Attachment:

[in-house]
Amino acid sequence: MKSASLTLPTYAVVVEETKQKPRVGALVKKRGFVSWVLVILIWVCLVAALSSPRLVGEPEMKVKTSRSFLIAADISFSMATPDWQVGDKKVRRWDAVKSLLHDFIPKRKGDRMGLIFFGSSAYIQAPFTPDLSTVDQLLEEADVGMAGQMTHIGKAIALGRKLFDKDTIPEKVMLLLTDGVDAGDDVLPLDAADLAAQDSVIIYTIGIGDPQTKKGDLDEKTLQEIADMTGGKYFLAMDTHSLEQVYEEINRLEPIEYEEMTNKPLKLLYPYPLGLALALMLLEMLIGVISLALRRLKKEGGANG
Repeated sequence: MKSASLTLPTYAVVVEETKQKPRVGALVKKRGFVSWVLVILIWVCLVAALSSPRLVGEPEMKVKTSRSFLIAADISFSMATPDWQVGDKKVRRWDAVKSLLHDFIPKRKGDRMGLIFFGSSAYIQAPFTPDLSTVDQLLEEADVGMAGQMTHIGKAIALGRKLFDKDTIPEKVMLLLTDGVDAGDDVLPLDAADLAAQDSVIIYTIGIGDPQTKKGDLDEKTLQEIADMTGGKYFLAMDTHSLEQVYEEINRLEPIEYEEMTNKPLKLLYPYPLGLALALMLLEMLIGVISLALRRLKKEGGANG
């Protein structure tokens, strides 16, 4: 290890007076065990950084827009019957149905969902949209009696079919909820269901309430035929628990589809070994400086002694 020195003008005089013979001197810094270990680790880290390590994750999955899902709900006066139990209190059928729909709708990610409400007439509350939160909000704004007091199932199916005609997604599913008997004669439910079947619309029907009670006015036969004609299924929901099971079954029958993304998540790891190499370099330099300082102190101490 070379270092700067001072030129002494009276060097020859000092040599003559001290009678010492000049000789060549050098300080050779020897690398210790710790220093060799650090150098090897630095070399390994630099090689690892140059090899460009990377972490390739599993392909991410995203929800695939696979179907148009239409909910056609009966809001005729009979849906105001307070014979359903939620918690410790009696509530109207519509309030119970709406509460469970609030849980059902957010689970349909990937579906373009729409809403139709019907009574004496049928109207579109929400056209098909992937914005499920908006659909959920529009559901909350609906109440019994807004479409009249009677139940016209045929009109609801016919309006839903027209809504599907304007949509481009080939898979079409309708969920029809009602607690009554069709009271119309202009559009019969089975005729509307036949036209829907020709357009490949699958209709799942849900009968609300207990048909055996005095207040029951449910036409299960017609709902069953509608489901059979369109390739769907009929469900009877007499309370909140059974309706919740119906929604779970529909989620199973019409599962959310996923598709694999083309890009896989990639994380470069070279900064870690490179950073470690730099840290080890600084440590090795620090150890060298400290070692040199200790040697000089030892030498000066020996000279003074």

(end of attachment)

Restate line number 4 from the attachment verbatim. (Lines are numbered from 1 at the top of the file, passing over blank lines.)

């Protein structure tokens, strides 16, 4: 290890007076065990950084827009019957149905969902949209009696079919909820269901309430035929628990589809070994400086002694 020195003008005089013979001197810094270990680790880290390590994750999955899902709900006066139990209190059928729909709708990610409400007439509350939160909000704004007091199932199916005609997604599913008997004669439910079947619309029907009670006015036969004609299924929901099971079954029958993304998540790891190499370099330099300082102190101490 070379270092700067001072030129002494009276060097020859000092040599003559001290009678010492000049000789060549050098300080050779020897690398210790710790220093060799650090150098090897630095070399390994630099090689690892140059090899460009990377972490390739599993392909991410995203929800695939696979179907148009239409909910056609009966809001005729009979849906105001307070014979359903939620918690410790009696509530109207519509309030119970709406509460469970609030849980059902957010689970349909990937579906373009729409809403139709019907009574004496049928109207579109929400056209098909992937914005499920908006659909959920529009559901909350609906109440019994807004479409009249009677139940016209045929009109609801016919309006839903027209809504599907304007949509481009080939898979079409309708969920029809009602607690009554069709009271119309202009559009019969089975005729509307036949036209829907020709357009490949699958209709799942849900009968609300207990048909055996005095207040029951449910036409299960017609709902069953509608489901059979369109390739769907009929469900009877007499309370909140059974309706919740119906929604779970529909989620199973019409599962959310996923598709694999083309890009896989990639994380470069070279900064870690490179950073470690730099840290080890600084440590090795620090150890060298400290070692040199200790040697000089030892030498000066020996000279003074």